Company develops 'Return-to-Work Toolset' to help businesses reopen safely

Posted at 3:18 PM, May 14, 2020

As more cities and states begin allowing non-essential businesses to reopen, more companies are coming forward with innovative solutions to help do so safely.

“We are seeing more and more companies asking us for help in opening their offices,” said Kimball Parker, CEO of SixFifty.

Like many, Parker has been watching millions of people continue to file for unemployment, each week. The latest report from the Bureau of Labor Statistics shows another 3 million filed last week, bringing the 8-week total to nearly 37 million.

“These unemployment numbers have a myriad of bad consequences, evictions, unpaid debts, they could really cripple families and cripple the finances of people for a long, long time,” said Parker. “So, it is critical that businesses that can reopen safely, that they try to do so and we want to help with that.”

To help businesses speed up a safe reopening, SixFifty has developed an online platform called the “Return-to-Work Toolset.”

“We think we can dramatically increase the speed at which companies can feel safe about returning their employees to the office,” said Parker. “We think we can cut down the time from months and weeks of preparations to potentially days of preparation.”

SixFifty’s toolset guides employers through a 40-question questionnaire. It asks things like, whether the company is planning to test employees before they return to work and if they already begun notifying employees of that potential plan.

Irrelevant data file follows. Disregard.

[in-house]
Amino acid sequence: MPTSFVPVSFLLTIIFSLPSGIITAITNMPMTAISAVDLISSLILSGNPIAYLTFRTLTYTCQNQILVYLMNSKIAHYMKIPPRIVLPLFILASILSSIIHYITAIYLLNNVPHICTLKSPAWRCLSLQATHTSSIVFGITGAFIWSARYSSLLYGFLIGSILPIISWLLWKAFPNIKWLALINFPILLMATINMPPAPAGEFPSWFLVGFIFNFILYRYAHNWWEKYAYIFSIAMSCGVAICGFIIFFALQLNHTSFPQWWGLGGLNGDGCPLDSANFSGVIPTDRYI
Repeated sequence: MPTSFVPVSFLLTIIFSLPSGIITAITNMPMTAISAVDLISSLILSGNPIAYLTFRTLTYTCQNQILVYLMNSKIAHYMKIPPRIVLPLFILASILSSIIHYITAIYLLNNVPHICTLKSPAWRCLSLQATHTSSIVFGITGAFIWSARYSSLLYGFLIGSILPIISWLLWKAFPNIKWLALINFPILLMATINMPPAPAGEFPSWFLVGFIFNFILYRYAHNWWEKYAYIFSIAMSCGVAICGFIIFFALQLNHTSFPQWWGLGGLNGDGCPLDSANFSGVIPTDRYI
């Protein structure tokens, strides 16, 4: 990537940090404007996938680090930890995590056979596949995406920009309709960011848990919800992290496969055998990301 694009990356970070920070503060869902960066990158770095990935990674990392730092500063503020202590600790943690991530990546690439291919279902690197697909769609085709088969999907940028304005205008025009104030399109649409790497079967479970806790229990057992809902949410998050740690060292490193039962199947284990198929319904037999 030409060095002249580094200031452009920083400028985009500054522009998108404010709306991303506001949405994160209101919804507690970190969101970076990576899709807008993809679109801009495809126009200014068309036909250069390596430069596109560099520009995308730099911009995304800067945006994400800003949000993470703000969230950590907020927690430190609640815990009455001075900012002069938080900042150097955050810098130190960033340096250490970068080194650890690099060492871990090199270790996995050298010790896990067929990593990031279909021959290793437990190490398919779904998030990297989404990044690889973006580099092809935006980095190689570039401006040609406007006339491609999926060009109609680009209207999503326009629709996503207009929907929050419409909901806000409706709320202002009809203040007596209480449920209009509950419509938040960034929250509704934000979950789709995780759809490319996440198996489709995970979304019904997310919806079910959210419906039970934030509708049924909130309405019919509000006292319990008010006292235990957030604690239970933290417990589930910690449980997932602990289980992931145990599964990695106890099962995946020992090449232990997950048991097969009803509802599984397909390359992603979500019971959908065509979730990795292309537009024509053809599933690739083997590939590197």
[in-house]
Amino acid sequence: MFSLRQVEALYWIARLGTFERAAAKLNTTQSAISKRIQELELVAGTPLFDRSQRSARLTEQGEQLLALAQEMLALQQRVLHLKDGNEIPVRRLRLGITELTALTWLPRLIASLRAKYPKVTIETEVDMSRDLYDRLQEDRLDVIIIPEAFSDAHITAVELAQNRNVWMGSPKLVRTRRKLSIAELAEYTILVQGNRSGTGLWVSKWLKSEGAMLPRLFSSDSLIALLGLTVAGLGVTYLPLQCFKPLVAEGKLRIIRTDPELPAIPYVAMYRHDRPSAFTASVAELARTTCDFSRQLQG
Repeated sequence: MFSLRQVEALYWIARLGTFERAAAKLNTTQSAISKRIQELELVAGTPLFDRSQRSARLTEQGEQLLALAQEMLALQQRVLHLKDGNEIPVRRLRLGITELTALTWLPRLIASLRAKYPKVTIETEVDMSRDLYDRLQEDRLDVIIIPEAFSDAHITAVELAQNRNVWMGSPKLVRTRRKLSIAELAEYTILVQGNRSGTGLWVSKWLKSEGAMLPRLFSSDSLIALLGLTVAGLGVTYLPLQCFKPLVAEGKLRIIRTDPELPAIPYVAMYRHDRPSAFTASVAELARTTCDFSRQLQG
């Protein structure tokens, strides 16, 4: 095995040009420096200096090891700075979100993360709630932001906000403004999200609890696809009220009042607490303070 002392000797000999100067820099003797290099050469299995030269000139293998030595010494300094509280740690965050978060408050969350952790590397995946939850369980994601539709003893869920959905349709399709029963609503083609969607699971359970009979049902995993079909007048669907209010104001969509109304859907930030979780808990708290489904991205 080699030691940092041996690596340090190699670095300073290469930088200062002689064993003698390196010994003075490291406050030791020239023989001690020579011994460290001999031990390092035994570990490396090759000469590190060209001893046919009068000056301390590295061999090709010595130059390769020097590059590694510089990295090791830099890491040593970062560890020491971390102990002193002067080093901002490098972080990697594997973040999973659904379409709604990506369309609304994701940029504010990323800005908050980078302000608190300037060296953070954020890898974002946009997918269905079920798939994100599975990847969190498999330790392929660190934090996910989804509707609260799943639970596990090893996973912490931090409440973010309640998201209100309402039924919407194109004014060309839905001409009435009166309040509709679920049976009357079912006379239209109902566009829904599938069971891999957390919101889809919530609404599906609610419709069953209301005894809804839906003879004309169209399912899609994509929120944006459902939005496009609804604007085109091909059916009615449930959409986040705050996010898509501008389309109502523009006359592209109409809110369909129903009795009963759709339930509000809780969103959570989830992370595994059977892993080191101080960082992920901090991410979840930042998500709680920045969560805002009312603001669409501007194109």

The aim is to gauge a company’s back-to-work readiness, help the company understand what it should be considering, and then guide it toward the safest way to reopen with a clear plan in place. About 500 businesses around the country have already started using the toolset.

“The businesses we’ve helped range all the way from some big private equity companies that own hundreds of different entities, all the way down to small nonprofits that help immigrants,” Parker said.

Aside from the questionnaire, one of the most valuable features of the toolset may be the return-to-work policy it helps employers create. The questionnaire helps carve out a unique policy for the business and is then downloadable to send out to all employees.

“Employers are in a very dangerous and unprecedented situation, because employers have a legal obligation to create a safe working environment for their employees, but with COVID-19 still spreading, how can an employer do that?” said Parker. “What we did is we worked with the best employment experts in the nation at Wilson Sonsini to help us think through everything that a business needs to do to open safely and to protect their workplace.”

Key in every policy that SixFifty recommends, and really for every business re-opening, is that employers check with employees every day to make sure they have no COVID-19 symptoms before coming in to work.

In SixFifty’s tool set, it created a system in which employees electronically certify to that daily.

“If I were an employee, I would want to see measures like this, I would want to see systems that prevented infected individuals from coming into work and I would want to see clear policies about what to do,” Parker added.

Parker estimates it could cost an individual business, first weeks of time and then, upwards of $50,000 to hire an independent law firm to help draft a return-to-work policy. SixFifty’s toolset varies in price based on company size but for larger companies, it is about $9,500.